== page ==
AbbVie to Acquire TeneoOne and Its Lead Multiple Myeloma Drug
On June 24th, AbbVie decided to acquire TeneoOne, a subsidiary of Teneobio, to lay hands on the latter’s new multiple myeloma drug, TNB-383B. Earlier in 2019, the two companies had signed a strategic collaboration to develop and commercialize the candidate. TNB-383B is a bispecific antibody that targets both BCMA and T-cell receptor associated CD3 antigen. The therapy directs the body’s immune system to attack multiple myeloma cells that express BCMA.
Interim analysis of an ongoing Phase I trial of TNB-383B returned encouraging results showing an objective response rate (ORR) of 79 percent, very good partial response (VGPR) or better of 63 percent, and complete response (CR) of 29 percent at doses ≥40 mg in the dose-escalation cohorts with a median follow-up time of 6.1 months (n=24). The median duration of response (DOR) has not been reached.
In terms of safety, the most common adverse events observed after treatment were cytokine release syndrome (CRS), fatigue, and neutropenia. Among patients who received the recommended dose (60 mg administered intravenously every three weeks) in Phase 2 trials, the incidence of CRS was 67%, usually on the day or the next day of the first dose.
“Since the beginning of this partnership, we have been encouraged by the potential of TNB-383B as a promising new therapy for multiple myeloma, and our analysis of the Phase 1 data to date has allowed us to make this decision with confidence,” said Michael Severino, M.D., vice chairman and president, AbbVie.
“While other BCMA and CD3 bispecific therapies require weekly administration, the recommended Phase 2 dose of TNB-383B will investigate infrequent dosing of every 3 weeks for intravenous administration, which is an important treatment factor for people living with multiple myeloma.”
Multiple Myeloma Market
Multiple myeloma is considered the second most common blood cancer, behind acute lymphoblastic leukemia. There are approximately 160,000 newly diagnosed cases worldwide each year, accounting for more than 10% of all blood cancers. The global multiple myeloma market was worth $8.3 billion in 2020, with predictions to grow at a compound annual growth rate of approximately 11.2%, reaching $17.5 billion by 2027.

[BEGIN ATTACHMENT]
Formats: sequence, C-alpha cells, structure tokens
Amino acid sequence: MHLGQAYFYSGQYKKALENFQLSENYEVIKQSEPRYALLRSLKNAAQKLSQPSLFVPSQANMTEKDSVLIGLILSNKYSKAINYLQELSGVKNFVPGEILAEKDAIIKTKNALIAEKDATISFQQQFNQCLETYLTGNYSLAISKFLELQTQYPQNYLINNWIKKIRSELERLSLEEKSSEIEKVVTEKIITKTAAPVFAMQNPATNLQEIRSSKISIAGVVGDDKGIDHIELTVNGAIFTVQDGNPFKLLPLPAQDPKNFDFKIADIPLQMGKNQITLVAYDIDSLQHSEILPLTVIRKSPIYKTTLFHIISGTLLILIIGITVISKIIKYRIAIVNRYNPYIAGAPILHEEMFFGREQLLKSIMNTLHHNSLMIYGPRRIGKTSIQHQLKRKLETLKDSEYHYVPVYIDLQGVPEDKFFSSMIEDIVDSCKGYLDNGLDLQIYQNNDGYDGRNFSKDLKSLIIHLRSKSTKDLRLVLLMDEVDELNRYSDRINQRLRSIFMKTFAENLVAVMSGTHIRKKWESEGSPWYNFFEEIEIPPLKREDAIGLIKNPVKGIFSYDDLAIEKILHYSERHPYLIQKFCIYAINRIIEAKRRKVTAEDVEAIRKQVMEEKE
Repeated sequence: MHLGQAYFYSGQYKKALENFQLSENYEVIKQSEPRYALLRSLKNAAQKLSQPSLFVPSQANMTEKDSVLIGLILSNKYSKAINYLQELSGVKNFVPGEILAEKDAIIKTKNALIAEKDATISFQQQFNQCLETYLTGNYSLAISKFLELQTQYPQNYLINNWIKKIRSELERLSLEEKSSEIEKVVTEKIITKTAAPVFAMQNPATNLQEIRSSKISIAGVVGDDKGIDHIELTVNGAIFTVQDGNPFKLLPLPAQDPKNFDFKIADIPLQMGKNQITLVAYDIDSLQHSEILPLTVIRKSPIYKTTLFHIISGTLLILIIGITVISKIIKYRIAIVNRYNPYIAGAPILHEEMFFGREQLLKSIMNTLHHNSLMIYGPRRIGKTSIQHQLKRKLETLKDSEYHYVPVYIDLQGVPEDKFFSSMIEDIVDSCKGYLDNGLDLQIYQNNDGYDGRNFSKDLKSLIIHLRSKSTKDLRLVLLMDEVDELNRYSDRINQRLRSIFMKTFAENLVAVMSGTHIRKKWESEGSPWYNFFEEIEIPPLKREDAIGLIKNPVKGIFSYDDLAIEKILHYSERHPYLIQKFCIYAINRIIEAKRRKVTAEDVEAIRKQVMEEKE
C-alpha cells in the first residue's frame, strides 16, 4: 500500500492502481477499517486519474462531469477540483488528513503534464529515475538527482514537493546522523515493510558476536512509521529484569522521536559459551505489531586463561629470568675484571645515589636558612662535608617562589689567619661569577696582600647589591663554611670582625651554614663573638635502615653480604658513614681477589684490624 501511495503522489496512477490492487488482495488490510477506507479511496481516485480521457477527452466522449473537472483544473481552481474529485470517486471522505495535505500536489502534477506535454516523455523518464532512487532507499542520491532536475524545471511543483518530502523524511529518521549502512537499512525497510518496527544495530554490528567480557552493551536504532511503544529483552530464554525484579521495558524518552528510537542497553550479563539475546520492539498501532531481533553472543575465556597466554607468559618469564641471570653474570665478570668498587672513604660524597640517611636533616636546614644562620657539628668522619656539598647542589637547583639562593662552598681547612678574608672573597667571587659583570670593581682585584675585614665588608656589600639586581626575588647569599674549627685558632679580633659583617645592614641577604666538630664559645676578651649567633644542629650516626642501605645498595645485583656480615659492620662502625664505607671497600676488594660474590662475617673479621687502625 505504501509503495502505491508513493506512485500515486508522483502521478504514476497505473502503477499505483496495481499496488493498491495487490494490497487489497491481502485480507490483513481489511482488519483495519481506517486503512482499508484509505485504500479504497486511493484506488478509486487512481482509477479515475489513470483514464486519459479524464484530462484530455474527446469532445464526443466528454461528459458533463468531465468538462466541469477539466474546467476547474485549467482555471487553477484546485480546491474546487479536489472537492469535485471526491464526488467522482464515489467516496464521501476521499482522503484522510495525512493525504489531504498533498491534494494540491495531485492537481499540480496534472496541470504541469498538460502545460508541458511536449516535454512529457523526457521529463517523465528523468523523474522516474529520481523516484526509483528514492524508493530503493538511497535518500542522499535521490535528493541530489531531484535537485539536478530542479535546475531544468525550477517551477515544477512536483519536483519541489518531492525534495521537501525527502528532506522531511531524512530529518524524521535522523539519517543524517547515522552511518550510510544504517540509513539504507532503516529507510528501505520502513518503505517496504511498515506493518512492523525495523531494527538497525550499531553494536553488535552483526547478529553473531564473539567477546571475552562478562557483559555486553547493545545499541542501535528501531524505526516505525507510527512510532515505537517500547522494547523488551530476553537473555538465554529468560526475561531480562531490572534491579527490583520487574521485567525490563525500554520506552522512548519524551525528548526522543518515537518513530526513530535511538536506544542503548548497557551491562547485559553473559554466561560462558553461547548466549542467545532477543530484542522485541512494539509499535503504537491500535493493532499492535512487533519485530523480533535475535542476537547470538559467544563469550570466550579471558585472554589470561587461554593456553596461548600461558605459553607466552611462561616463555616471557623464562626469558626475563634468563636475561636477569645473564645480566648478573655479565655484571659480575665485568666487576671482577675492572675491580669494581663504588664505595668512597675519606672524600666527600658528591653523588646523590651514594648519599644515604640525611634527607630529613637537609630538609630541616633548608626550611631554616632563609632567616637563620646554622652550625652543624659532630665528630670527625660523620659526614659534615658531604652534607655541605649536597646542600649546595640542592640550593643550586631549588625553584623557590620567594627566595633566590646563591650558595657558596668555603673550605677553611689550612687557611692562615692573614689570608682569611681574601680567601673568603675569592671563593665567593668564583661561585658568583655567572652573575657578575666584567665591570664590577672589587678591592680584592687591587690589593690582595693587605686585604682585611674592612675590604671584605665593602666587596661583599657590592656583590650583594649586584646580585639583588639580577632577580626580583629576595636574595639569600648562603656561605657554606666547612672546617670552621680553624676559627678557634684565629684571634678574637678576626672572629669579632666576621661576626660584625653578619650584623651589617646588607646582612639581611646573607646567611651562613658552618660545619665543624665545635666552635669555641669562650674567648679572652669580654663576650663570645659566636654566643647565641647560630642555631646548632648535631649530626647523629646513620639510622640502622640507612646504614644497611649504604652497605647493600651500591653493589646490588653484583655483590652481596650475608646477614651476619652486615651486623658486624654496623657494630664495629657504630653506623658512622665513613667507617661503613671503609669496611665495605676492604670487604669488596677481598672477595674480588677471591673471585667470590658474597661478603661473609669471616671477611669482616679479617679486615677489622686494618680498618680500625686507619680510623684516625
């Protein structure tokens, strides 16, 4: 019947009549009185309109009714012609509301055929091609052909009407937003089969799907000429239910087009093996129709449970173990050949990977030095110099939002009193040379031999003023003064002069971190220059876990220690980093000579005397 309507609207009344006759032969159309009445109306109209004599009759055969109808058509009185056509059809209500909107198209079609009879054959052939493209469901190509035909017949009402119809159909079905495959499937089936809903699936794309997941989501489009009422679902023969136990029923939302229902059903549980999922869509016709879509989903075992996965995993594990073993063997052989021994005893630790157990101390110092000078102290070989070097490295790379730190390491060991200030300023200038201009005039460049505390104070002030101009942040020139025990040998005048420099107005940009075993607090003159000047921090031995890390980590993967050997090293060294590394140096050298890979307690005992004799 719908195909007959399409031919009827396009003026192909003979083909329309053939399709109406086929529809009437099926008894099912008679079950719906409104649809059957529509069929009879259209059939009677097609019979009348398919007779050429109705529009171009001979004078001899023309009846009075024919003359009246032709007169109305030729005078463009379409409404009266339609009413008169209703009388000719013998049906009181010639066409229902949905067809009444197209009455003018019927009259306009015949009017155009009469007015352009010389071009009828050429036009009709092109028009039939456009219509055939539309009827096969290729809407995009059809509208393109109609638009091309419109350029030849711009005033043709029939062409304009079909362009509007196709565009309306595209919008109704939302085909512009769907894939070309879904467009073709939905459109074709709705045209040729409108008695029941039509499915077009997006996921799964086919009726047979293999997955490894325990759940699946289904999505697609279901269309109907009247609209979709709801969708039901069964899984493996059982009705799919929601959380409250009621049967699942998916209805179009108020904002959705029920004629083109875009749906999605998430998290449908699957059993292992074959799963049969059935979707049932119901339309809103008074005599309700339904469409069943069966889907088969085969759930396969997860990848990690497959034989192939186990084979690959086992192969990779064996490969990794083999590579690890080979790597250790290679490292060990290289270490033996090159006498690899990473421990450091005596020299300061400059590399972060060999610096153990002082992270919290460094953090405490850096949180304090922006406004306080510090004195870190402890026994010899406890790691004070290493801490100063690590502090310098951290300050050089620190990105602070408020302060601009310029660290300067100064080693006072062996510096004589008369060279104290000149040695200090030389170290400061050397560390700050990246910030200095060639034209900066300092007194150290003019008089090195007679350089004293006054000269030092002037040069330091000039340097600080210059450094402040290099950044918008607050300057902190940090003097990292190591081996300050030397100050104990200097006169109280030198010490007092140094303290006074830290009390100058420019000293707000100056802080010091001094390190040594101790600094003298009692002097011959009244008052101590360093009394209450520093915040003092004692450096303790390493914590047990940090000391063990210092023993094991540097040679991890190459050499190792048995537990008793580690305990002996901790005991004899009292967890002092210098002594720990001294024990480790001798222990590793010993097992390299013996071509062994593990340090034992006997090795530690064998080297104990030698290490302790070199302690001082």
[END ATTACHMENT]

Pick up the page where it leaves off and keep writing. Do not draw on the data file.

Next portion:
The currently approved drugs include:
- Immunomodulators: Revlimid (lenalidomide) and Pomalyst (pomalidomide)
- Proteasome inhibitors: Velcade (bortezomib), Kyprolis (carfilzomib), Ninlaro (ixazomib)
- Cells surface protein (CD38 / SLAMF7) targeting drugs: Darzalex (daratumumab), Empliciti (elotuzumab), Sarclisa (isatuximab)
- Apoptosis inducer (BCL-2 inhibitor): Venclexta (venetoclax)
- Selective inhibitors of nuclear export (SINE / XPO1 inhibitor): Xpovio (selinexor)
- B cell maturation antigen (BCMA) targeting drug / CAR-T: Abecma (idecabtagene vicleucel / ide-cel), Blenrep (belantamab mafodotin)
- Histone deacetylase (HDAC) inhibitor: Farydak (panobinostat)
Celgene’s Revlimid is currently the best-selling drug for multiple myeloma treatment. Newer drugs, including Darzalex, are used in combination with existing treatment standards such as Revlimid and Velcade.
Manufacturers currently investing in the R&D and manufacturing of these drugs include AbbVie, Amgen, Autolus Therapeutics, Bluebird Bio, BMS, Celgene, GSK, ImmunoGen, Johnson & Johnson (Janssen), Karyopharm Therapeutics, Merck, Nanjing Legend, Oncopeptides AB, Ono Pharmaceutical, Poseida Therapeutics, Roche (Genentech), Sanofi, Takeda Pharmaceuticals, etc.©www.geneonline.com All rights reserved. Collaborate with us: email@example.com